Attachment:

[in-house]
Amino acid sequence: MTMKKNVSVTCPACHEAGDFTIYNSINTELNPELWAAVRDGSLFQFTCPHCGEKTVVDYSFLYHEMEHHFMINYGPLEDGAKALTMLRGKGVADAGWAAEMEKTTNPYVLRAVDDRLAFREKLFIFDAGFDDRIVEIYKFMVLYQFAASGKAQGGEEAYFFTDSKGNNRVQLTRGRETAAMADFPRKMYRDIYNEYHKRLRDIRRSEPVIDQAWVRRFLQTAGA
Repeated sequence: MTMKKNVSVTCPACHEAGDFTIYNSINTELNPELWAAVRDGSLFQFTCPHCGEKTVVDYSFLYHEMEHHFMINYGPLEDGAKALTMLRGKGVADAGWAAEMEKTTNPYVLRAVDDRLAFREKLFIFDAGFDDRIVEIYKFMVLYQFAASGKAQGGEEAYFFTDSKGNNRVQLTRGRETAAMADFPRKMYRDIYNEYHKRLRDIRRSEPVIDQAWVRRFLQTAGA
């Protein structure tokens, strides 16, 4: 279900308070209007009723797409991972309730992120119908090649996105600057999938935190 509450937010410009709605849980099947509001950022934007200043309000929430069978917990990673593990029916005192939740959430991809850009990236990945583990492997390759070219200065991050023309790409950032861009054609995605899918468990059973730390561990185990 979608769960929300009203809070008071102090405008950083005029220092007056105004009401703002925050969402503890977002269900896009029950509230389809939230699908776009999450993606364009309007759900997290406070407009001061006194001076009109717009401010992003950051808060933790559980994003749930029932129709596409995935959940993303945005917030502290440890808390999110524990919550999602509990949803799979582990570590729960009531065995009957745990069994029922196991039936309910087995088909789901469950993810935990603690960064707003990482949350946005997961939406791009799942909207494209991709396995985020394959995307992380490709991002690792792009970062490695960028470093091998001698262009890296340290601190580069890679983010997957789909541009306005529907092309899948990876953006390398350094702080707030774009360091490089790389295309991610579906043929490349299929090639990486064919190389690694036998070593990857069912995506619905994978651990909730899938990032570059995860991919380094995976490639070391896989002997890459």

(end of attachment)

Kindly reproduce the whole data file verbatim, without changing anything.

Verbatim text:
[in-house]
Amino acid sequence: MTMKKNVSVTCPACHEAGDFTIYNSINTELNPELWAAVRDGSLFQFTCPHCGEKTVVDYSFLYHEMEHHFMINYGPLEDGAKALTMLRGKGVADAGWAAEMEKTTNPYVLRAVDDRLAFREKLFIFDAGFDDRIVEIYKFMVLYQFAASGKAQGGEEAYFFTDSKGNNRVQLTRGRETAAMADFPRKMYRDIYNEYHKRLRDIRRSEPVIDQAWVRRFLQTAGA
Repeated sequence: MTMKKNVSVTCPACHEAGDFTIYNSINTELNPELWAAVRDGSLFQFTCPHCGEKTVVDYSFLYHEMEHHFMINYGPLEDGAKALTMLRGKGVADAGWAAEMEKTTNPYVLRAVDDRLAFREKLFIFDAGFDDRIVEIYKFMVLYQFAASGKAQGGEEAYFFTDSKGNNRVQLTRGRETAAMADFPRKMYRDIYNEYHKRLRDIRRSEPVIDQAWVRRFLQTAGA
């Protein structure tokens, strides 16, 4: 279900308070209007009723797409991972309730992120119908090649996105600057999938935190 509450937010410009709605849980099947509001950022934007200043309000929430069978917990990673593990029916005192939740959430991809850009990236990945583990492997390759070219200065991050023309790409950032861009054609995605899918468990059973730390561990185990 979608769960929300009203809070008071102090405008950083005029220092007056105004009401703002925050969402503890977002269900896009029950509230389809939230699908776009999450993606364009309007759900997290406070407009001061006194001076009109717009401010992003950051808060933790559980994003749930029932129709596409995935959940993303945005917030502290440890808390999110524990919550999602509990949803799979582990570590729960009531065995009957745990069994029922196991039936309910087995088909789901469950993810935990603690960064707003990482949350946005997961939406791009799942909207494209991709396995985020394959995307992380490709991002690792792009970062490695960028470093091998001698262009890296340290601190580069890679983010997957789909541009306005529907092309899948990876953006390398350094702080707030774009360091490089790389295309991610579906043929490349299929090639990486064919190389690694036998070593990857069912995506619905994978651990909730899938990032570059995860991919380094995976490639070391896989002997890459």